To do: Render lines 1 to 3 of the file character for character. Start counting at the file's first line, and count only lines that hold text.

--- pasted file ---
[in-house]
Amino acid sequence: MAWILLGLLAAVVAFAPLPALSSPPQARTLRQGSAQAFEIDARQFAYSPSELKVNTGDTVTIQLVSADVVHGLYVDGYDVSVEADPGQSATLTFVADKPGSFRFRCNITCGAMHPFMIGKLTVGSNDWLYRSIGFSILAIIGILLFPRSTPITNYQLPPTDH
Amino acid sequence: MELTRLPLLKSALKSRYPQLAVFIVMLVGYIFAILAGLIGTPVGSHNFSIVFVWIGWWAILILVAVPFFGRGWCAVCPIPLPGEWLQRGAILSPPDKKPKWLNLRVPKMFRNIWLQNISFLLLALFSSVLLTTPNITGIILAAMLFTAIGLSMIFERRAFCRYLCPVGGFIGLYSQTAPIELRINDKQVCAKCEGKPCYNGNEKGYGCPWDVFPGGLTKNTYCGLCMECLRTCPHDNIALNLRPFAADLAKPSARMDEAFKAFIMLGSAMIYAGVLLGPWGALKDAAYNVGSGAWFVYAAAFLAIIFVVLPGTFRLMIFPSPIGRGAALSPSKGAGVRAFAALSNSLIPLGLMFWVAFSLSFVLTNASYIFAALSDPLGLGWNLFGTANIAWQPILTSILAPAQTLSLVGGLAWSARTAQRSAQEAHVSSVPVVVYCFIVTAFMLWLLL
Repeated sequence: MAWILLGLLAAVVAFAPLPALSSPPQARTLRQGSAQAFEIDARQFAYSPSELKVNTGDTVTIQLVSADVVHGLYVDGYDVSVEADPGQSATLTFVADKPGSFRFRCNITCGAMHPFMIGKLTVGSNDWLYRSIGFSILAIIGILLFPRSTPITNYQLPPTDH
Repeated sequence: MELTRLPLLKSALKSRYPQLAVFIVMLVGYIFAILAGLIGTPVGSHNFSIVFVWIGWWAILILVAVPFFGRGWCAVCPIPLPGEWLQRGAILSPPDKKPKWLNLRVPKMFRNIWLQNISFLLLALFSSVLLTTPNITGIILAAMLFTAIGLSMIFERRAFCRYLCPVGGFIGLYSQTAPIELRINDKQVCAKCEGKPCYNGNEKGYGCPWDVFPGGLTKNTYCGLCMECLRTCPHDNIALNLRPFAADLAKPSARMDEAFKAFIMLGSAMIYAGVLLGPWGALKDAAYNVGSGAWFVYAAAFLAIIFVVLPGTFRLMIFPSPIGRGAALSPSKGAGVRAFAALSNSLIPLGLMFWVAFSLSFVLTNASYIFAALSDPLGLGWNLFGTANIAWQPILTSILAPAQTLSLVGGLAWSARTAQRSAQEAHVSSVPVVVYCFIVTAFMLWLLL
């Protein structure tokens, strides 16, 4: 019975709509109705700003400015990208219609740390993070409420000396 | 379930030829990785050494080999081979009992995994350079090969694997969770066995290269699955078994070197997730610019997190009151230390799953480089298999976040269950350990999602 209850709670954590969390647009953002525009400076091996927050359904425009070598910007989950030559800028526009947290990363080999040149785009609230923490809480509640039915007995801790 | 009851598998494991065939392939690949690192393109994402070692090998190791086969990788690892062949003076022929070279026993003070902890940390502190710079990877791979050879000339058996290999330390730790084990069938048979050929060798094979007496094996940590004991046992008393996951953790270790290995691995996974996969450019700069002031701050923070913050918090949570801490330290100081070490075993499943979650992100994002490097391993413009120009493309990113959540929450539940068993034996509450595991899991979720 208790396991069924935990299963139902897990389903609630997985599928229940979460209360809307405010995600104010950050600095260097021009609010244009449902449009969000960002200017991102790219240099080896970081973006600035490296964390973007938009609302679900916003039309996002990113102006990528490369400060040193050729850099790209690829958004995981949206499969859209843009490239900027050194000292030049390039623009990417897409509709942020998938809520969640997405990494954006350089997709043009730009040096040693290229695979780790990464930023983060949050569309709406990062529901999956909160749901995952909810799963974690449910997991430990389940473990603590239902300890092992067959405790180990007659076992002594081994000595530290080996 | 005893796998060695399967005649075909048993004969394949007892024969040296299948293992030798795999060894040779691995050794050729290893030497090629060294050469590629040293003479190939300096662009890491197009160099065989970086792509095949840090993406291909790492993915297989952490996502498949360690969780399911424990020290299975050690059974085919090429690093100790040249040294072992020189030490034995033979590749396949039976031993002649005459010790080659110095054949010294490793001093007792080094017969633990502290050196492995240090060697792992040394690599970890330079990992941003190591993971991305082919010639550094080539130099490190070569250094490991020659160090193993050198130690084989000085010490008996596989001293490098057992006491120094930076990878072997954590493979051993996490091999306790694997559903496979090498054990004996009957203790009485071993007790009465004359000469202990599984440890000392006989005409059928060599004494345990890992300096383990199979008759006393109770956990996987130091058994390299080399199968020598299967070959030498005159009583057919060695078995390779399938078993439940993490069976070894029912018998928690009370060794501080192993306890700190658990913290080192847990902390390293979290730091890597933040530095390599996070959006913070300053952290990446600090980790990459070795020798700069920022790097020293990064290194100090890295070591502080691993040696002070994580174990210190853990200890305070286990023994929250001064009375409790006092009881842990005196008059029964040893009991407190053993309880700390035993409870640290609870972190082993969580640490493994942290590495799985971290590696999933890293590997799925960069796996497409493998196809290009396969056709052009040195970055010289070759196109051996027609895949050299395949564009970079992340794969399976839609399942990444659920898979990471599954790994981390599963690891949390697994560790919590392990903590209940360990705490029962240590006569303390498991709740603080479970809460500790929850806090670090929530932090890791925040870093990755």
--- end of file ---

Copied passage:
[in-house]
Amino acid sequence: MAWILLGLLAAVVAFAPLPALSSPPQARTLRQGSAQAFEIDARQFAYSPSELKVNTGDTVTIQLVSADVVHGLYVDGYDVSVEADPGQSATLTFVADKPGSFRFRCNITCGAMHPFMIGKLTVGSNDWLYRSIGFSILAIIGILLFPRSTPITNYQLPPTDH
Amino acid sequence: MELTRLPLLKSALKSRYPQLAVFIVMLVGYIFAILAGLIGTPVGSHNFSIVFVWIGWWAILILVAVPFFGRGWCAVCPIPLPGEWLQRGAILSPPDKKPKWLNLRVPKMFRNIWLQNISFLLLALFSSVLLTTPNITGIILAAMLFTAIGLSMIFERRAFCRYLCPVGGFIGLYSQTAPIELRINDKQVCAKCEGKPCYNGNEKGYGCPWDVFPGGLTKNTYCGLCMECLRTCPHDNIALNLRPFAADLAKPSARMDEAFKAFIMLGSAMIYAGVLLGPWGALKDAAYNVGSGAWFVYAAAFLAIIFVVLPGTFRLMIFPSPIGRGAALSPSKGAGVRAFAALSNSLIPLGLMFWVAFSLSFVLTNASYIFAALSDPLGLGWNLFGTANIAWQPILTSILAPAQTLSLVGGLAWSARTAQRSAQEAHVSSVPVVVYCFIVTAFMLWLLL